Football is a particularly tough sport from which to transition.

Between the ever-more-apparent land mine that is head trauma to such a powerful self-identity to the fact that even great professional players retire young — see Patrick Willis, who reportedly left the NFL today at the age of 30 — it can be scary when the game gets taken away.

The dreams, the lights, the money, all gone. Often with health implications and no plans for the future, with decades and decades of life remaining.

Whether a player’s career ends after college or at some point as a professional athlete, it can be depressing or even debilitating trying to create a new life.

That’s why the program Georgia coach Mark Richt has implemented deserves such commendation. Named the Paul Oliver Network after the former Bulldogs standout who committed suicide after a five-year NFL career, the program held its second annual event during the weekend.

Billed as a mini-reunion, the get-together also includes a core group of businessmen Richt has recruited. According to the Macon Telegraph, Brandon Burrows, a three-star member of the 2010 class, is one of the early success stories.

A communication studies major at Georgia mostly because it sounded easy and wouldn’t get in the way of football, the PO Network set him up with a psychological evaluation that pointed him toward business and then through Richt’s core group, became part of a rotational training program for a commercial real estate company.

“It’s NFL or bust until it’s bust in its entirety, in every sense of the term,” Burrows said, according to the Telegraph. “And by then, it’s either too late, life begins now, and I (didn’t) really have a plan B.

“This is sort of an issue from a young athlete’s perspective that needs to be tackled from a national perspective. Your athlete’s attitude of NFL or bust isn’t unique to Georgia.”

To their credit, college and NFL teams give players vast amounts of resources to deal with non-football things from academics to nutrition to psychological counseling. But once a player is done, unless he retains a personal relationship with a coach, he’s on his own.

The namesake of the PO Network admittedly tugs at my emotions. I knew Oliver, at least in his professional life. I spent hours talking to him in the San Diego Chargers locker room. I can still picture his locker, his bald head, his calm, articulate answers.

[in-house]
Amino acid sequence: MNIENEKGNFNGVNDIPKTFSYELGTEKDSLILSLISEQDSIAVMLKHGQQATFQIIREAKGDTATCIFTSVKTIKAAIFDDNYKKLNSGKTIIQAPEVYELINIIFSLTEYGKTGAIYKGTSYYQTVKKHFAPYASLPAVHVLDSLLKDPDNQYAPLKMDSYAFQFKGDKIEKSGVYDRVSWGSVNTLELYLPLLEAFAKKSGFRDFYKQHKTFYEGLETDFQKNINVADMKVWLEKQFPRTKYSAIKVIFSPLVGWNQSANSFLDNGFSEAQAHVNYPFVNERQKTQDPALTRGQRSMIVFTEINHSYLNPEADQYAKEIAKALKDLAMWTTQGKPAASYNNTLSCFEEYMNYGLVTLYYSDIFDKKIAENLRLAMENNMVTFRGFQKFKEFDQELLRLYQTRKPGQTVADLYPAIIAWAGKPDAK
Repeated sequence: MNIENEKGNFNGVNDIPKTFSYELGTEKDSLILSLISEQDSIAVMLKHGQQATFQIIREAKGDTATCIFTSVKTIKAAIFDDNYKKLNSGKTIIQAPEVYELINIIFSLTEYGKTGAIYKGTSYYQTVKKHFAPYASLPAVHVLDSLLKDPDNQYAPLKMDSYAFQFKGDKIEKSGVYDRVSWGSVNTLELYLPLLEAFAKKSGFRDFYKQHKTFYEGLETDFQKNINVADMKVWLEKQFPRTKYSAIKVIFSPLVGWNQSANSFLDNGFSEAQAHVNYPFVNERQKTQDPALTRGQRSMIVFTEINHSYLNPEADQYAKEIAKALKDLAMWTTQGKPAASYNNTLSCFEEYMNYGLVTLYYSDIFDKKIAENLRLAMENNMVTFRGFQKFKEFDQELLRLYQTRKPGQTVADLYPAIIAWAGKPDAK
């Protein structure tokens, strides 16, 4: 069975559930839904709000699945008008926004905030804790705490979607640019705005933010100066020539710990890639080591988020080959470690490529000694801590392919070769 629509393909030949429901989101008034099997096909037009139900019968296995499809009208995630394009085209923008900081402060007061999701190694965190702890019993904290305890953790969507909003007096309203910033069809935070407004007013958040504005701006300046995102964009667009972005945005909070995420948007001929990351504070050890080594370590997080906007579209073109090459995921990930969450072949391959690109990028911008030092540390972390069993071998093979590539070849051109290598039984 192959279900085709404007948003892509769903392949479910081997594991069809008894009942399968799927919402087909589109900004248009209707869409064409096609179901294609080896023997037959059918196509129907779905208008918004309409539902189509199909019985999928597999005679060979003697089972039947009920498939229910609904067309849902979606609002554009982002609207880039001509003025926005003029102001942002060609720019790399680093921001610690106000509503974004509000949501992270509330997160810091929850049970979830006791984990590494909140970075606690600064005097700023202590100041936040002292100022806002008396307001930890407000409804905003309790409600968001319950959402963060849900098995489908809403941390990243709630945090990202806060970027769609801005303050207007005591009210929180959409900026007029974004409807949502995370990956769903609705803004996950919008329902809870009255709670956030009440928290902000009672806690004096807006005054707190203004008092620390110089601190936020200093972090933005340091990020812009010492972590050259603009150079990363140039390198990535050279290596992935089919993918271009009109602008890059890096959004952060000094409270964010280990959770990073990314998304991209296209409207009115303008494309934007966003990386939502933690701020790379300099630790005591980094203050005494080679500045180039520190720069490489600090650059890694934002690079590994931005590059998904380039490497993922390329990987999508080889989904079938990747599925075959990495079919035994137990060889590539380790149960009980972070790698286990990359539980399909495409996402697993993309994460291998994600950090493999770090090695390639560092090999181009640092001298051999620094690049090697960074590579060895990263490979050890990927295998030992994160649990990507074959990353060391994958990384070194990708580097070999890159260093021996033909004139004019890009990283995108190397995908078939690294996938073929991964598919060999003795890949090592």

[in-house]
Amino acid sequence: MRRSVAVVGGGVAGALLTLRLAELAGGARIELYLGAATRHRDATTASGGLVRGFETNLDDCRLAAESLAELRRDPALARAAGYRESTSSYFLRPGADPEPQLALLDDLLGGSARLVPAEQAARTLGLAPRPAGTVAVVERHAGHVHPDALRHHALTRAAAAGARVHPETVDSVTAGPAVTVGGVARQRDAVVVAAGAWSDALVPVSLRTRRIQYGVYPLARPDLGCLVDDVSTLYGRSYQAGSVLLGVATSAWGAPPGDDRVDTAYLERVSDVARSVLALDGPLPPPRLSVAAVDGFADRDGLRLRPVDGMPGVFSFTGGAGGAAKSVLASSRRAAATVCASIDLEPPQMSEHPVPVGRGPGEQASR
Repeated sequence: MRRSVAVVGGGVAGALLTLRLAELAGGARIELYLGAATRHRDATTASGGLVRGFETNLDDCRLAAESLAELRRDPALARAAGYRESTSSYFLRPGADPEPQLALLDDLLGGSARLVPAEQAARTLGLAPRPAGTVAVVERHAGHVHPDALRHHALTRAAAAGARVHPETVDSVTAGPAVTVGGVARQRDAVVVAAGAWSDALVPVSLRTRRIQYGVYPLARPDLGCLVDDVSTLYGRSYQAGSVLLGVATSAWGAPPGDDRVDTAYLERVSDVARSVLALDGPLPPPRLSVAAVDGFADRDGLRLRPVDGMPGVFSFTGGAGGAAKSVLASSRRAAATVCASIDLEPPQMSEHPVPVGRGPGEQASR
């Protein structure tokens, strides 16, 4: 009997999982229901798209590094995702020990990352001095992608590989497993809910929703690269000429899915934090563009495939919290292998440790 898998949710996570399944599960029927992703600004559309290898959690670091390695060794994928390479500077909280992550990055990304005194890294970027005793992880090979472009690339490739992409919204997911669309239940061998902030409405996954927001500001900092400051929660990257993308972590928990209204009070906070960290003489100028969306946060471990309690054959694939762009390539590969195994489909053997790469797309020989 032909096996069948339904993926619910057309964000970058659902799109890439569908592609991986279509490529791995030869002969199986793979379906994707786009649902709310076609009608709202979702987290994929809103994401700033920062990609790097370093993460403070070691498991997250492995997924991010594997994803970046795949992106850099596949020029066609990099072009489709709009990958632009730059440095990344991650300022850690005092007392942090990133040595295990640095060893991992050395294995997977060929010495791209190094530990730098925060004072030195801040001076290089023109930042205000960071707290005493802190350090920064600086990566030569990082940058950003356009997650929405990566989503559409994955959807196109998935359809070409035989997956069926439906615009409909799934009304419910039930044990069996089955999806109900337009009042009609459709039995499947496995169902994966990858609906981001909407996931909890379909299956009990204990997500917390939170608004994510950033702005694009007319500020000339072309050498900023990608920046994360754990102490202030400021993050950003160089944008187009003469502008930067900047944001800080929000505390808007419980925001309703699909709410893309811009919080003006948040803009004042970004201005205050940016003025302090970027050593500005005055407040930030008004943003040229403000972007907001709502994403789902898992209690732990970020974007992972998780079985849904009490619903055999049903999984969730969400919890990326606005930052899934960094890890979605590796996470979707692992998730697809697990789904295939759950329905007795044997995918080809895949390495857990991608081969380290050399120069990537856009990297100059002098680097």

Spending time with a few hundred NFL players, Oliver left an impression on me as one of the most intelligent, mature men, one who attended regular Bible studies and was known as a great guy both for the way he handled professional relationships like I experienced and for his life away from the team facility.

That he turned into someone who physically abused his wife and shot himself in front of his family is irreconcilable. It makes no sense, as Kevin Acee of the San Diego Union-Tribune wrote. (Later doctors found evidence of advanced CTE, a degenerative brain disease thought to be the result of trauma to the head brought on by football.)

Oliver reportedly was in good financial shpae, but struggled to find his identity outside of the game. I don’t know all the details of Oliver’s post-football life — he last played for the Chargers in 2011 and subsequently retired — and I’m not sure whether there’s anything anyone could’ve done to keep him from becoming someone completely different than the man many knew and loved.

But surely there are hundreds, even thousands, of football players and other athletes who could have better post-football lives with a little help and direction. Oliver’s story is tragic and represents an extreme, but the post-football struggle isn’t unique.

Coaches go into the homes of high school kids every year and promise parents that they’ll take care of their sons. Many offer lip service about that promise extending beyond college. But what Richt is doing with the PO Network does just that.

“I’m sure there will be guys that will be looking for opportunities, but there will be guys that have already gotten their lives going, and could hopefully help others along the way,” Richt said of the networking opportunities he’s facilitating. “The bottom line is whenever football is over, because football will end, what can we do help them transition into real life?”

If even one Burrows existed every year at all 128 FBS programs, a lot of families and communities would see the impact. Every college and NFL team should take a strong look at the program Richt has implemented at Georgia and consider creating one of their own.